Chevrolet Corvair

From this weeks batch of French car advertisements taken form Connaissance des Arts magazine that I have posted comes this second generation Chevrolet Corvair ad which dates from 1965. Second generation Corvairs featured minor exterior restyling and independent rear suspension in place of the patented swing axle design of the earlier cars.

FIAT 850 Coupé

Also dating from around 1965 was this Fiat 850 Coupé ad with the wonderful strap line that translates “Tomorrow Another Life”. Regular readers may remember a FIAT 850 Automatic featured in an early GALPOT blog.

Mercedes Benz 230 SL

This ‘Pagoda’ Mercedes Benz 230 SL ad from 1966 asks “Do you want test the Mercedes Benz 230 SL?” with the reponse “Maybe, but then you will lose the peace you had before trying this car”. The 230 SL replaced the 300SL and was the first Mercedes Benz to be fitted with radial construction tyres as standard.

DAF 55 Automatique

Michelotti is probably best remembered for styling numerous Triumphs including Herald / Vitesse, Spitfire / GT6, TR7 / TR8 rare Italia 2000 and exotic SIATA 400F Coupé among many others, unknown to me until I posted this ad on e-bay was the he also styled the Dutch built DAF 55 Automatique powered by a French Renault watercooled motor driving the rear wheels through a continuously variable transmission.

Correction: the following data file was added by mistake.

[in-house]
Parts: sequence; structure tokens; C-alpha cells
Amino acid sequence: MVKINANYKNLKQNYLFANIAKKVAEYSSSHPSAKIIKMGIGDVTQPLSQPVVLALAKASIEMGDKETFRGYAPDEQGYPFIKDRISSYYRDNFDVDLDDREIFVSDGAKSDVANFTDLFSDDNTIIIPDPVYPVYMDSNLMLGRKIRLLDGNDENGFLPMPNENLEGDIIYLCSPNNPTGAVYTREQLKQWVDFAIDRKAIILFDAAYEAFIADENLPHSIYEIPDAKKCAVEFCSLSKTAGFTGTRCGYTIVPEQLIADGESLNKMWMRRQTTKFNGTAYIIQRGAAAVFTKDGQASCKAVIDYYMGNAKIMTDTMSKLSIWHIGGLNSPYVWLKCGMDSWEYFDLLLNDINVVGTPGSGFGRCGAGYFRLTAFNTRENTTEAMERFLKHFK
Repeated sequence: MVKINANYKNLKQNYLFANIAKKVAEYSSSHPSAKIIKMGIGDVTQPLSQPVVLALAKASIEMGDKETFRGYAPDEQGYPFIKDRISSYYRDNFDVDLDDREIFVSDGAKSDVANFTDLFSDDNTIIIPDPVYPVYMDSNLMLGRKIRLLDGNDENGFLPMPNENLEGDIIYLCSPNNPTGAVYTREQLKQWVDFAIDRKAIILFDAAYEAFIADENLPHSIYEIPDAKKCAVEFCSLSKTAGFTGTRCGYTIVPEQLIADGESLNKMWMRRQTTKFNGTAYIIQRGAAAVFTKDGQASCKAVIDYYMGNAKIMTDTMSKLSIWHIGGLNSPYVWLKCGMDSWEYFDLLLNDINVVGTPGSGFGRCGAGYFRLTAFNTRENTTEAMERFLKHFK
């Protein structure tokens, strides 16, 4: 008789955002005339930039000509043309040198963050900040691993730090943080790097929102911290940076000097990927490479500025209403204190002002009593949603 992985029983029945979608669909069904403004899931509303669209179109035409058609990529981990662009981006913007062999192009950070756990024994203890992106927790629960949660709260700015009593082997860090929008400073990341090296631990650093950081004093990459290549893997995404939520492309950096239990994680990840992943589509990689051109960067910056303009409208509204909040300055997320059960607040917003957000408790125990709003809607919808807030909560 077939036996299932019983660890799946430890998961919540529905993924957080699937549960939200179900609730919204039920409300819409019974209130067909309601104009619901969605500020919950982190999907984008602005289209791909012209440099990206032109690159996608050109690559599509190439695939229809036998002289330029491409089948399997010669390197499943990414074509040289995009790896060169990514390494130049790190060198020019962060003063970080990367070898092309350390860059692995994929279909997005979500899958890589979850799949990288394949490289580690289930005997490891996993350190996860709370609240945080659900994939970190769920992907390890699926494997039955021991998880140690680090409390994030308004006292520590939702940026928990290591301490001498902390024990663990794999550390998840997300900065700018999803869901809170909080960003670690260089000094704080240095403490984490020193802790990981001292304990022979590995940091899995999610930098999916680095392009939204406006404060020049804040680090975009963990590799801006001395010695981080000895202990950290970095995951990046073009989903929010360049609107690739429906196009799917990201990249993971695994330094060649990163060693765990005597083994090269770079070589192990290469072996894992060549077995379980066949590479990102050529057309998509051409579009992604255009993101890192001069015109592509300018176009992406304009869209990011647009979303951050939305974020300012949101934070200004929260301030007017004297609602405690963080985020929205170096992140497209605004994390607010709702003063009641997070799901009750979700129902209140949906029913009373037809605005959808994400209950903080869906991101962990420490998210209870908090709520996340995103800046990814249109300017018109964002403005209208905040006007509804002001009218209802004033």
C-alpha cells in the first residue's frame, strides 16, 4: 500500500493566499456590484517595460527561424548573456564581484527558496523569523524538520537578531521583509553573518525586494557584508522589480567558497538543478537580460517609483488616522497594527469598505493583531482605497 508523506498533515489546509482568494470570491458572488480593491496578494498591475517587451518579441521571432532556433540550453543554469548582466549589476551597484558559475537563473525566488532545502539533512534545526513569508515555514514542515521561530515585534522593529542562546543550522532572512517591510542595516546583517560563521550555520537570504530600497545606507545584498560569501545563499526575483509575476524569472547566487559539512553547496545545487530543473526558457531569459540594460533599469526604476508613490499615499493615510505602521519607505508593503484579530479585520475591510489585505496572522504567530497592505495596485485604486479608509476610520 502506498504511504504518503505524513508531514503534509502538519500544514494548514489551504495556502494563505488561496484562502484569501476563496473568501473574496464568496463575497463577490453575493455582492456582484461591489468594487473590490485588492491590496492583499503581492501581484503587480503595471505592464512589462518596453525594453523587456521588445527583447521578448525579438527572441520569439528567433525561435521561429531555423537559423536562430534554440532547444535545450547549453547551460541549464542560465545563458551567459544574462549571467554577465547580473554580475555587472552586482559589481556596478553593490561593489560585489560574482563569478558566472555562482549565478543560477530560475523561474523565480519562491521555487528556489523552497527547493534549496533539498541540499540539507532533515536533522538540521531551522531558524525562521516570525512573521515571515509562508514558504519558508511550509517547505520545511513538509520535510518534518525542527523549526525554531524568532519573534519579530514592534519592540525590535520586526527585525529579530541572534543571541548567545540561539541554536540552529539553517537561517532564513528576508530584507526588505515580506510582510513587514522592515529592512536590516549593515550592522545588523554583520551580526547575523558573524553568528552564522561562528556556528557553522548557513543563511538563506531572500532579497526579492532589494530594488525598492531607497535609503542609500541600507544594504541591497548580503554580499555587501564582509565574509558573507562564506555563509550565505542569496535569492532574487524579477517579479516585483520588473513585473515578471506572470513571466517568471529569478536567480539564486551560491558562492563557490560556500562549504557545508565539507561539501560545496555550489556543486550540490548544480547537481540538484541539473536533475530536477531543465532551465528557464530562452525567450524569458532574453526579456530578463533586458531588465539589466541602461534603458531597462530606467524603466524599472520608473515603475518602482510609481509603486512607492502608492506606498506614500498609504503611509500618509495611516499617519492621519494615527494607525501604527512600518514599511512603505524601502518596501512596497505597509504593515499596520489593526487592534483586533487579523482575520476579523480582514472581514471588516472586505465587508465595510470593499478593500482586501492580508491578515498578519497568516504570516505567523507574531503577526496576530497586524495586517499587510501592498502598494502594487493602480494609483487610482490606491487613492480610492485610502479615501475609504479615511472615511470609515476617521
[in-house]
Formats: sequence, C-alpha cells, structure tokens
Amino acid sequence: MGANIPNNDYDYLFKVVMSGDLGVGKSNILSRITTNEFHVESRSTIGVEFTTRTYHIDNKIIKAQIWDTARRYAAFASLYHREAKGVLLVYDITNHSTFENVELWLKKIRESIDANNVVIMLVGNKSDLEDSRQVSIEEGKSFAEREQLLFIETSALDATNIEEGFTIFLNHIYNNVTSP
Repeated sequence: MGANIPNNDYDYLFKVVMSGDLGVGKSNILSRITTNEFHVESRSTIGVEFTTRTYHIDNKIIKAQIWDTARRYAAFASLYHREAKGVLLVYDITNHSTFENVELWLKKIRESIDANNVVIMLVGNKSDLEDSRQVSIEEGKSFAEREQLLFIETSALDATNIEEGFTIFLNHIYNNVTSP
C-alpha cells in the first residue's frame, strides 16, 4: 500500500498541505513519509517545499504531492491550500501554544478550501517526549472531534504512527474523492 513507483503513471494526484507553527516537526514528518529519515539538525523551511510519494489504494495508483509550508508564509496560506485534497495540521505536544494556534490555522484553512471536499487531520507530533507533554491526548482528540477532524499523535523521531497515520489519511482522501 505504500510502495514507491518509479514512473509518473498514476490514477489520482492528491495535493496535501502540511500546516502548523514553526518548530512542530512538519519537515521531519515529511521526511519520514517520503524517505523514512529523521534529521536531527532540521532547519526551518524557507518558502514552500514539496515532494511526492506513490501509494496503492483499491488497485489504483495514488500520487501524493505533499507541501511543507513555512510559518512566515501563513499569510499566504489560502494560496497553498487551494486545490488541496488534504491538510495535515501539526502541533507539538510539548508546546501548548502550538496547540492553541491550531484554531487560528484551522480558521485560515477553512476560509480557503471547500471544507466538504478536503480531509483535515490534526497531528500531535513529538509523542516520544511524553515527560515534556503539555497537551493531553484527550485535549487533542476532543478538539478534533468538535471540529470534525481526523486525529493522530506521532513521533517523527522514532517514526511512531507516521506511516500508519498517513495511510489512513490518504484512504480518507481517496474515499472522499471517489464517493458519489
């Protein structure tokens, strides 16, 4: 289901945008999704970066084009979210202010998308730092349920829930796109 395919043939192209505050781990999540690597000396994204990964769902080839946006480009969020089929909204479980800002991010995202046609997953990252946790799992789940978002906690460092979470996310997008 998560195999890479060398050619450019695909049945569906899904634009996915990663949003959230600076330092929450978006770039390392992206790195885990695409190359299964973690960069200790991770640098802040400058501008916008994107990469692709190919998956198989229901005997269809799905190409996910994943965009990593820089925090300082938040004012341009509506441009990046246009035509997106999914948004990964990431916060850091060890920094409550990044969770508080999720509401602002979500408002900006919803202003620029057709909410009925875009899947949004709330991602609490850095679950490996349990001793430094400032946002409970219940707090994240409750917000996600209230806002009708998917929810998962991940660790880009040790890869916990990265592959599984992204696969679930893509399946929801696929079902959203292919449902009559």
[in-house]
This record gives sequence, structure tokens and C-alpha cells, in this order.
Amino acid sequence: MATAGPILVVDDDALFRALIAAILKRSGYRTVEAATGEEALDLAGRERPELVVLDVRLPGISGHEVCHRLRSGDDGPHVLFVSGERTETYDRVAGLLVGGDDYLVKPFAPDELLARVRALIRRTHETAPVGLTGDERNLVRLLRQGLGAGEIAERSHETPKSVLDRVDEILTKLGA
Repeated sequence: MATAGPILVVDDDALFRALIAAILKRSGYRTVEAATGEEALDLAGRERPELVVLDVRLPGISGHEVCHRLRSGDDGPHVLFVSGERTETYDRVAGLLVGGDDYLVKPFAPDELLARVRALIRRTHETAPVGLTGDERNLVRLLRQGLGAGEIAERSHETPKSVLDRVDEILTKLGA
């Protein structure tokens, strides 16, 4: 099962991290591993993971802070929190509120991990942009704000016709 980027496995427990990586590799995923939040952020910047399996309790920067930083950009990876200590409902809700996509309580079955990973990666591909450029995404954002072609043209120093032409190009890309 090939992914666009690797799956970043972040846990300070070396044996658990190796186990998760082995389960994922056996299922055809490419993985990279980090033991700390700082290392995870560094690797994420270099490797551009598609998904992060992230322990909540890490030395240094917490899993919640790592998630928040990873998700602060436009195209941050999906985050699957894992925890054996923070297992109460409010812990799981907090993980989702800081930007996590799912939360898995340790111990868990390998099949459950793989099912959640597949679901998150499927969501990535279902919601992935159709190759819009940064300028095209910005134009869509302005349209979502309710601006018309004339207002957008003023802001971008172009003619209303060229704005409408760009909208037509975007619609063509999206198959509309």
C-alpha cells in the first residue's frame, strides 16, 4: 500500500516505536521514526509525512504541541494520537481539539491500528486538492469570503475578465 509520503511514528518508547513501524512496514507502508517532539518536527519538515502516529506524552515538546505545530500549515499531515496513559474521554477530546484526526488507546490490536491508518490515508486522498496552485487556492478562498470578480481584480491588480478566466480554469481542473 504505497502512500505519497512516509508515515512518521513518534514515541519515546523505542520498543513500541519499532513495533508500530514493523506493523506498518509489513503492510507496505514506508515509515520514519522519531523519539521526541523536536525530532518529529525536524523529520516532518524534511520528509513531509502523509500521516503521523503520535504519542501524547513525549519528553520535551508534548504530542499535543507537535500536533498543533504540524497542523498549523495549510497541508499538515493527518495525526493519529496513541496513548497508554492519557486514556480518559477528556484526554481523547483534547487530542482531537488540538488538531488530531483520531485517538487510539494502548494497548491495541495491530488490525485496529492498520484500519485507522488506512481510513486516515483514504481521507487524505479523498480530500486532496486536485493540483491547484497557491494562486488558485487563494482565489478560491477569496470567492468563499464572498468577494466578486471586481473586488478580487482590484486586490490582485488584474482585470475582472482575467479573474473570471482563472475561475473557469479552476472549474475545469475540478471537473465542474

Jaguar XJ6

Finally appealing “for some certain style of man” is this Jaguar XJ6 ad with a photo credited to JM Kollar dating from 1970, I have posted are two further XJ6 ads dating to 1971 and 1973 when production of the Series 1 XJ6 came to an end.

Thanks for joining me on this “Tomorrow Another Life” edition of “Gettin’ a li’l psycho on tyres” I hope you will join me again tomorrow when I’ll be looking at a sample of the vehicles that were on display at the recent Hillsbrough Concours d’Elegance. Don’t forget to come back now !


Two Pedal Open Wheeler – Tecno DAF

In 1961 the Pederzani brother sought to diversify their Tecno company from the manufacture of hydraulic pumps and take advantage of the expanding market for karts. After building the first offset sidewinder karts powered by Parilla motors their karts won the World Championships in 1964, ’65 and ’66.